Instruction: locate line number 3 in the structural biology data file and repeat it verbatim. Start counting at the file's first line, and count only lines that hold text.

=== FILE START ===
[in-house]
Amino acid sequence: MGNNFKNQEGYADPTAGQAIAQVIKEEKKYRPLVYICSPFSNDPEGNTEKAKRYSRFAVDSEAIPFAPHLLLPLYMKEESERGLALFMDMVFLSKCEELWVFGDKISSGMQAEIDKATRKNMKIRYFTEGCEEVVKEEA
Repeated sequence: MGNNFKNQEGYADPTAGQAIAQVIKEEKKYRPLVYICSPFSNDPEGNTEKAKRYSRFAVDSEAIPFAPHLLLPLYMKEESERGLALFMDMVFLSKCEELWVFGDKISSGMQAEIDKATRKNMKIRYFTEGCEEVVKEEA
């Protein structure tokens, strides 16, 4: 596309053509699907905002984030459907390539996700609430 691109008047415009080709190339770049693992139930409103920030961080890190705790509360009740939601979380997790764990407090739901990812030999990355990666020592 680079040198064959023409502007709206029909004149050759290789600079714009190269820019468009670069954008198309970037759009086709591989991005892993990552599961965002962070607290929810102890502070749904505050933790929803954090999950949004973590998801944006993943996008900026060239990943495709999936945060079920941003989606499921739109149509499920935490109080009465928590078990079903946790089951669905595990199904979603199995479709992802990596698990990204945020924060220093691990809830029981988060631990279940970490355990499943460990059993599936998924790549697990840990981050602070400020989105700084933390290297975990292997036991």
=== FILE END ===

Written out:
Repeated sequence: MGNNFKNQEGYADPTAGQAIAQVIKEEKKYRPLVYICSPFSNDPEGNTEKAKRYSRFAVDSEAIPFAPHLLLPLYMKEESERGLALFMDMVFLSKCEELWVFGDKISSGMQAEIDKATRKNMKIRYFTEGCEEVVKEEA